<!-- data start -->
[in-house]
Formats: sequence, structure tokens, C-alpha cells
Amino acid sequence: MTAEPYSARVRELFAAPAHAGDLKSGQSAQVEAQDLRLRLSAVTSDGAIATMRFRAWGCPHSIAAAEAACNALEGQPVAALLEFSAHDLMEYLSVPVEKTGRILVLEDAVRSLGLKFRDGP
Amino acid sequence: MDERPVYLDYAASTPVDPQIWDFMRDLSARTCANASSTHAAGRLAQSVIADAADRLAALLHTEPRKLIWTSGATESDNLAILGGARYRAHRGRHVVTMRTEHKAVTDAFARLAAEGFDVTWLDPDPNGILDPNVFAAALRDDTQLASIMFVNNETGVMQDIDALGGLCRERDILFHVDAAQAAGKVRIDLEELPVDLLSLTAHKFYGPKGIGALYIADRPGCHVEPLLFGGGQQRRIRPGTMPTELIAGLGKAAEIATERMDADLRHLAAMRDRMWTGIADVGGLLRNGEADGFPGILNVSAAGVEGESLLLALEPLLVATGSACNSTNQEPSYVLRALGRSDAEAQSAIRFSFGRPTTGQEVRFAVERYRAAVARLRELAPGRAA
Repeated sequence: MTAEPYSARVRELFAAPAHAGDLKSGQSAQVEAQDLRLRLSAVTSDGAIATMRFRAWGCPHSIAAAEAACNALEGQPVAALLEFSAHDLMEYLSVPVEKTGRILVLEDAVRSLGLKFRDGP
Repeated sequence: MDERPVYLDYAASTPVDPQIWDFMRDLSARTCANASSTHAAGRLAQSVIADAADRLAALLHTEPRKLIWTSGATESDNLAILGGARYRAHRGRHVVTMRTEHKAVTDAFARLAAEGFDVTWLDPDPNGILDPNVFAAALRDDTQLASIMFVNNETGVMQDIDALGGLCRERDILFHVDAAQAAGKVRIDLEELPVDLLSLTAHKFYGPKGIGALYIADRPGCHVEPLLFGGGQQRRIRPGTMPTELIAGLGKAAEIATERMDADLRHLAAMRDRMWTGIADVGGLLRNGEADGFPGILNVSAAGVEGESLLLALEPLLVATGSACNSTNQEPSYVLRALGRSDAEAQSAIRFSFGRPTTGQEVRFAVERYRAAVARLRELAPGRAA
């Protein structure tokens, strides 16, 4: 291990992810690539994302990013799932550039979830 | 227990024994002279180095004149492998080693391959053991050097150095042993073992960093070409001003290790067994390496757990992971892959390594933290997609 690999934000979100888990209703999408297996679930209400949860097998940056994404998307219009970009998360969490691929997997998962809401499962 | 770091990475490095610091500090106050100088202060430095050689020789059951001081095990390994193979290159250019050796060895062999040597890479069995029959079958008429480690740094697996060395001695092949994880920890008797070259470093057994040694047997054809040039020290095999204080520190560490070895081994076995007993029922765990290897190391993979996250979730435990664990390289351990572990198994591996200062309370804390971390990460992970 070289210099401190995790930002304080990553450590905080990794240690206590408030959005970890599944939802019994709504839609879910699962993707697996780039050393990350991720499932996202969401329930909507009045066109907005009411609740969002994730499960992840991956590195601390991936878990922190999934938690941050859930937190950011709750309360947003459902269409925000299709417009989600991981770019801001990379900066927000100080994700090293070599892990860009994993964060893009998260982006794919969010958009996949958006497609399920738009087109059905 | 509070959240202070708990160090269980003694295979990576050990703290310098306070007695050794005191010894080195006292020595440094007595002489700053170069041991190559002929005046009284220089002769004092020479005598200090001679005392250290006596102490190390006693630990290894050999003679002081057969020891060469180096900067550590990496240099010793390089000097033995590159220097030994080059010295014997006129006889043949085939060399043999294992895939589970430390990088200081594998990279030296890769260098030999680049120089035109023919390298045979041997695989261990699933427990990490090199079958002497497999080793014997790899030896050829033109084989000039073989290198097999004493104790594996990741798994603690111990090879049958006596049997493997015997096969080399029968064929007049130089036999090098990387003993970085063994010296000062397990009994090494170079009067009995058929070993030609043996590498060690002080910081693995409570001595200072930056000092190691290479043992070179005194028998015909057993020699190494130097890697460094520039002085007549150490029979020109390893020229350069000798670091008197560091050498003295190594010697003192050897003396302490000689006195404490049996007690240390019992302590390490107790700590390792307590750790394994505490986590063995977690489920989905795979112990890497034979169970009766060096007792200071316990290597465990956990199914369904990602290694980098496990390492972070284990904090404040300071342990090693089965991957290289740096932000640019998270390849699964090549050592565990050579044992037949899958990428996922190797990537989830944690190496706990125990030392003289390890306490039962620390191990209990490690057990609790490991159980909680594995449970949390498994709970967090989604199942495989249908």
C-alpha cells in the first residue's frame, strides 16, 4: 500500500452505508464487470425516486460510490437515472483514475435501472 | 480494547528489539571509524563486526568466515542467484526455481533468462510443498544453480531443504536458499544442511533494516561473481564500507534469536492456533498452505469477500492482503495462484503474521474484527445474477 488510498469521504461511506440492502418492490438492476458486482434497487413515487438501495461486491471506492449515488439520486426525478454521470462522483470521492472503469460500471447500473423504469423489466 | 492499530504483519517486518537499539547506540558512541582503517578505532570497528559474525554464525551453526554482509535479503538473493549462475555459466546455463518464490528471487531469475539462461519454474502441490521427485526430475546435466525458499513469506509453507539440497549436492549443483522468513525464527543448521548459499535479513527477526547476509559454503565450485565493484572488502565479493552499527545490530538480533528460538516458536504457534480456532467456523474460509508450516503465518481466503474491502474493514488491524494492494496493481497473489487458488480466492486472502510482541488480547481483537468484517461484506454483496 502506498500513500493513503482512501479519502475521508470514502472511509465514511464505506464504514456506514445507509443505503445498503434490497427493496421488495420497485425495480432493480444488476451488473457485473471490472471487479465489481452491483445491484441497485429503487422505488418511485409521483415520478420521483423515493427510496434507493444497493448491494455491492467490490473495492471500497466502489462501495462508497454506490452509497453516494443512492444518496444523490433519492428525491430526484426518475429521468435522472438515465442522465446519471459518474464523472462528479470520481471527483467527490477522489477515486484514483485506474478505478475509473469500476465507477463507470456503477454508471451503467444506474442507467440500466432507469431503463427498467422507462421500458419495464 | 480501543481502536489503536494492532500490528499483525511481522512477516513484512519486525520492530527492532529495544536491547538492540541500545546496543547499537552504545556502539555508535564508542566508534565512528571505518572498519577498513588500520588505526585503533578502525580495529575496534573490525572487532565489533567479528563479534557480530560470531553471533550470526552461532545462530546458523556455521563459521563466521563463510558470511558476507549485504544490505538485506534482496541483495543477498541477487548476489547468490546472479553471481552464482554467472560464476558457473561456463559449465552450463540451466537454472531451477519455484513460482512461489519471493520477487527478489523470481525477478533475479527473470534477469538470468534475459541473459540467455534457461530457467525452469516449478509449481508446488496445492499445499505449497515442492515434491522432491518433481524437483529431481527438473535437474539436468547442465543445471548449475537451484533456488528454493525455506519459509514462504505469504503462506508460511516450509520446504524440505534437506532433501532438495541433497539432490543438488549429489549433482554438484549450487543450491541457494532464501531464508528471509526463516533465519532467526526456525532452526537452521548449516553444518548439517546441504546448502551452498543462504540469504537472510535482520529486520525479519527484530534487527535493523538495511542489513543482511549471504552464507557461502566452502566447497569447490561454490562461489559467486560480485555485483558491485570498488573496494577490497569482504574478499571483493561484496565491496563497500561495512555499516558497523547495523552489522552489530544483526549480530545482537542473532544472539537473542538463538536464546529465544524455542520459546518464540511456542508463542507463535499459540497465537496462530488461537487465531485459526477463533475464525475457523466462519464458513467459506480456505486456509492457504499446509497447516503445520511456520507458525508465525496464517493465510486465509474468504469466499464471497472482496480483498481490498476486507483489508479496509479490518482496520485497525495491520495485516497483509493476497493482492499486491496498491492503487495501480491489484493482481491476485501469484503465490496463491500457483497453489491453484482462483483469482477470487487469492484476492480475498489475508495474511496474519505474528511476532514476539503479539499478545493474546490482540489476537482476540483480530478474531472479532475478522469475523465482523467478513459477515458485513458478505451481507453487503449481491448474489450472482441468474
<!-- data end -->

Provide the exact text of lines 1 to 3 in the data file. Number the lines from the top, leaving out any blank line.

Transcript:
[in-house]
Formats: sequence, structure tokens, C-alpha cells
Amino acid sequence: MTAEPYSARVRELFAAPAHAGDLKSGQSAQVEAQDLRLRLSAVTSDGAIATMRFRAWGCPHSIAAAEAACNALEGQPVAALLEFSAHDLMEYLSVPVEKTGRILVLEDAVRSLGLKFRDGP